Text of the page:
Summertime Skin Care
Summertime Skin Care
Summer is a great time for people to engage in outdoor activities. Warmer temperatures and sunshine often lure us outside for swimming, boating, biking, hiking, sightseeing, picnics, gardening and much more. For those in occupations such as farming, construction, and landscaping, extensive time in the sun may be unavoidable. These activities may lead to increased exposure of the skin to sun and other weather elements. We enjoy spending time fishing or at the beach but it is important to protect your skin on the outside with a high quality sunscreen but more important protect from the inside out with good nutrition and important vitamins and minerals.
The skin is the body’s largest organ and makes up about 16 percent of overall body mass. The epidermis, the outermost layer of skin, serves as a protective barrier against environmental threats, such as infectious pathogens, chemicals and ultraviolet (UV) exposure. It makes sense to take care of our skin so it can take care of us.
Various health authorities recommend reducing our exposure to UV light due to the potential risk of skin cancer. However, nearly 1 in 3 Americans suffer from vitamin D deficiency that may be caused by inadequate sun exposure. Insufficient sun exposure has been linked to an increased risk for hypertension, cardiovascular disease, Type 2 diabetes, rheumatoid arthritis, macular degeneration and more. So, too much sun exposure which causes sunburn can increase our risk of skin cancers, but having a high level of vitamin D gives us an 80% reduction in all cancers. How much healthy sun exposure should we get is difficult to determine because it varies based on skin pigmentation, latitude, time of day and time of year. A good guideline would be to get 20 minutes of sun exposure to as much bare skin as you can expose to the sun daily. It is important to avoid prolonged sun exposure that would cause sunburn.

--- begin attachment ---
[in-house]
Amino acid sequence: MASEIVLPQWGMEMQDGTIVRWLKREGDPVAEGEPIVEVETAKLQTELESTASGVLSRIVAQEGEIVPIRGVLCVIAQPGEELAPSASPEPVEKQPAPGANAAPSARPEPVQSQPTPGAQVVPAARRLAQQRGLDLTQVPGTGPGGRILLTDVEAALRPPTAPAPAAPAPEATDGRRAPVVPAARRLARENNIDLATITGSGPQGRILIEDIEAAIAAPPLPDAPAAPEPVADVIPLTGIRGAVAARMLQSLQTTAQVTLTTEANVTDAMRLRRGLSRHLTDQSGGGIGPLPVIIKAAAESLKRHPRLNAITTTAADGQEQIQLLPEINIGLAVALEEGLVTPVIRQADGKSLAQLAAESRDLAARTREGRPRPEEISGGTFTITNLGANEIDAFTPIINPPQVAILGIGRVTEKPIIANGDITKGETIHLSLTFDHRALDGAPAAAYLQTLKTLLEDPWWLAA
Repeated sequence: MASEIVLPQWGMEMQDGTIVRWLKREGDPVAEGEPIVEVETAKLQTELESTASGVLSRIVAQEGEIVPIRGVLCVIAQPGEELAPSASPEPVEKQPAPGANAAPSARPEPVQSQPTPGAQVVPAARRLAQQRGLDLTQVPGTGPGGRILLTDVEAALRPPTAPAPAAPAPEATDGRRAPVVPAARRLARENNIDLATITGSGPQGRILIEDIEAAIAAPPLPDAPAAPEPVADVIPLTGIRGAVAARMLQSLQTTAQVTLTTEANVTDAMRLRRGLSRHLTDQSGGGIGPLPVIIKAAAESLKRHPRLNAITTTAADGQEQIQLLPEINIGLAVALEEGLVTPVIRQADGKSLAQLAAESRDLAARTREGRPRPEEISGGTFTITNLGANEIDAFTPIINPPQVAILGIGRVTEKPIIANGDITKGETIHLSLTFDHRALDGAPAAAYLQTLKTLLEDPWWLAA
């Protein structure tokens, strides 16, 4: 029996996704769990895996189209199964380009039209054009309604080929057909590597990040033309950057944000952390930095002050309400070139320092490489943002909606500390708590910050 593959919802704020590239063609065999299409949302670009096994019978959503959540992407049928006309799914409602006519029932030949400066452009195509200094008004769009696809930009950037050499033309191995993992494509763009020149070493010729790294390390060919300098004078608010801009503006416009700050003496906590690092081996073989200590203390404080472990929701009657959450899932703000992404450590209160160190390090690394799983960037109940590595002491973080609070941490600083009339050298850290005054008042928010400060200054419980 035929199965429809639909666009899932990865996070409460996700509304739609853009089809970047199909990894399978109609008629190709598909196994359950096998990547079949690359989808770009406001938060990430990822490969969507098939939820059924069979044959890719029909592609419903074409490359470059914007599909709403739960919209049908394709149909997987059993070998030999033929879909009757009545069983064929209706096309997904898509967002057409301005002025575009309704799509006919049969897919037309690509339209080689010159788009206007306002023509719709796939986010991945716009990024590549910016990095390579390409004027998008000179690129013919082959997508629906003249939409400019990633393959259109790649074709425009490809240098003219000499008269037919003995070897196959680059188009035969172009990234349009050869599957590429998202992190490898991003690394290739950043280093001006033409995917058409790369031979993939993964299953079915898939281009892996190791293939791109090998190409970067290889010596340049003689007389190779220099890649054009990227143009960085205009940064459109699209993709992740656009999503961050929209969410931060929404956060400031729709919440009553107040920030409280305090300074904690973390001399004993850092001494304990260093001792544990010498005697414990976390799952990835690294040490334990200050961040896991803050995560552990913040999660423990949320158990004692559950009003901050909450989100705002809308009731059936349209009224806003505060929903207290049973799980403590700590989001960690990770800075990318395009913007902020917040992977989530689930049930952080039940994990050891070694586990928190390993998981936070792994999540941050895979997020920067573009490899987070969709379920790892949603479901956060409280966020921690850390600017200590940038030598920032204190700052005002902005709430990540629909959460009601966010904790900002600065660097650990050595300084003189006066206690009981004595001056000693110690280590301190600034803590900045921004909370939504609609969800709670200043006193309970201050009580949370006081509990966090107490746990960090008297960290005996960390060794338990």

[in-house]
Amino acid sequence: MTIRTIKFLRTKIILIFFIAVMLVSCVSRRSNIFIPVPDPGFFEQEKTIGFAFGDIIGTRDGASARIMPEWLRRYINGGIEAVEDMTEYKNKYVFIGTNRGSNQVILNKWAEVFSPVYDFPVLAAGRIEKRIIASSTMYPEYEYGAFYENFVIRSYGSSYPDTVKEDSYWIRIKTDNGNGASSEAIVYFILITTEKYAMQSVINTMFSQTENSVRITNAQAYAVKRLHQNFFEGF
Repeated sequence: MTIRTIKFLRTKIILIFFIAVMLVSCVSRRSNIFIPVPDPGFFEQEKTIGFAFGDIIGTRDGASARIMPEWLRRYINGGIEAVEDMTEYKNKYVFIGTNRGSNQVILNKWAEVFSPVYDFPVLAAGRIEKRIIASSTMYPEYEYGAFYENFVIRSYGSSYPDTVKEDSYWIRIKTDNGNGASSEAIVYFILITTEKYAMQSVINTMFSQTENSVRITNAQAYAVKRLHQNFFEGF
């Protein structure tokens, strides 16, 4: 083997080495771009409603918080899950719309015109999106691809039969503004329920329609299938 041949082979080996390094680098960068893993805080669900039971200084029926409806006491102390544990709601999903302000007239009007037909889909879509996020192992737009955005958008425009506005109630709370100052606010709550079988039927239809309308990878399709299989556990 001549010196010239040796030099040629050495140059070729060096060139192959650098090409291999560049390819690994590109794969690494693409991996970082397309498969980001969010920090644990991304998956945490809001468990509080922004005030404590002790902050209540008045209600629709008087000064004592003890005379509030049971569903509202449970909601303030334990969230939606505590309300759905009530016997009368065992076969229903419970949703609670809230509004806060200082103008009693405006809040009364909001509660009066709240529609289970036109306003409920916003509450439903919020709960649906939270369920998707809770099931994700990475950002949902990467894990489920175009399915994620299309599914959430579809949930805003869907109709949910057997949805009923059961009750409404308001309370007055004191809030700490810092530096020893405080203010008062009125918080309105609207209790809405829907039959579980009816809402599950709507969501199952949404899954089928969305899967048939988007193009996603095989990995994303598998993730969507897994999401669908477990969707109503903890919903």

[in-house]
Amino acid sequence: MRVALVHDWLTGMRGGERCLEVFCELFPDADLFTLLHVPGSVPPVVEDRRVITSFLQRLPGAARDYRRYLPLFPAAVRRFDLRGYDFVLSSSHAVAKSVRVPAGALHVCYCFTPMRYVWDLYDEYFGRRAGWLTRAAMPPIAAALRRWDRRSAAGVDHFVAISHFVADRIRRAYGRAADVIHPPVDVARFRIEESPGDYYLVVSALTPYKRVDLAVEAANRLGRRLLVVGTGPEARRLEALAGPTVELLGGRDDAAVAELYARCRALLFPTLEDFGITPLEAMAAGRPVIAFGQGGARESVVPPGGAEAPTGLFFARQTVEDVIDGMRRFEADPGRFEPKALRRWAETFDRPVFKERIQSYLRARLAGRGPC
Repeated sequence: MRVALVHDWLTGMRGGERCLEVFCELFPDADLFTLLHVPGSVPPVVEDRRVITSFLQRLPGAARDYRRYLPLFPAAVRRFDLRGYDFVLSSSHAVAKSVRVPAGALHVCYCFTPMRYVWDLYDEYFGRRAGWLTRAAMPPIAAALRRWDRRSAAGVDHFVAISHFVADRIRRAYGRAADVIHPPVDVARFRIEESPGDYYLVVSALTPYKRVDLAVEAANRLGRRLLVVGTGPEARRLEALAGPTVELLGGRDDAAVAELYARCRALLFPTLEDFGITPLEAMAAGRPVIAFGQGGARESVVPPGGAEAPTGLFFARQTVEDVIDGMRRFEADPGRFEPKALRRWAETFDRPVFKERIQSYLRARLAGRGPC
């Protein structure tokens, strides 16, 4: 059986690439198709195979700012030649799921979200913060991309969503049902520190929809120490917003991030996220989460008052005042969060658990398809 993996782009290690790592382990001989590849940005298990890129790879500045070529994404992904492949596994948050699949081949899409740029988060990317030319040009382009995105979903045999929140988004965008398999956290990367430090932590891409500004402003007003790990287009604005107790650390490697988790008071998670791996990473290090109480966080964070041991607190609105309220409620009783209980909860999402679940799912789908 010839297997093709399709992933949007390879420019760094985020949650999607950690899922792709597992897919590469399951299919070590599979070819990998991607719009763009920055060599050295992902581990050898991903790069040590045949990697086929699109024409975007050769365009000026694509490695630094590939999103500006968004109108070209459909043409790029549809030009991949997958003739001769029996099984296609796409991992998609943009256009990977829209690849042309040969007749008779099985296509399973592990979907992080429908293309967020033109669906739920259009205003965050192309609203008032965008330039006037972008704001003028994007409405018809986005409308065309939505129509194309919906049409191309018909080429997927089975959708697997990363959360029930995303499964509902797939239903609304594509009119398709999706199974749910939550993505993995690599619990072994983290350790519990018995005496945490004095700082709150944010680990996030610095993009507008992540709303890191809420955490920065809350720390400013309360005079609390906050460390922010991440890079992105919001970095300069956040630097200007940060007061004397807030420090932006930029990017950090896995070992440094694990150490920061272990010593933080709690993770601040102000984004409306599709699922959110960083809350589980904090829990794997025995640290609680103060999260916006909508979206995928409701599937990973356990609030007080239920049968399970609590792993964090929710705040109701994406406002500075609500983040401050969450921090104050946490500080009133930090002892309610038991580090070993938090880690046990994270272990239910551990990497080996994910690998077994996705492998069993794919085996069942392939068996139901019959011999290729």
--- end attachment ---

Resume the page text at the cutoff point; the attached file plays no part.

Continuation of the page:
For overall skin health, it’s important to get proper nutrition. Fruits, vegetables, and other sources of antioxidants, such as green tea, dark chocolate, and nuts, are a basic foundation for healthy skin. Vitamins A, C, D, and E help the body protect itself against damaging free radicals.
Some good sources of these vitamins include
- Vitamin A: Beef liver, carrots, sweet potatoes, kale and spinach
- Vitamin C: Kale, broccoli, red peppers, oranges, brussels sprouts and strawberries
- Vitamin D: Fatty fish (salmon, tuna, etc.), cheese, eggs and mushrooms.
- Vitamin E; Almond, spinach, sunflower seeds, avocados butternut squash and Swiss chard.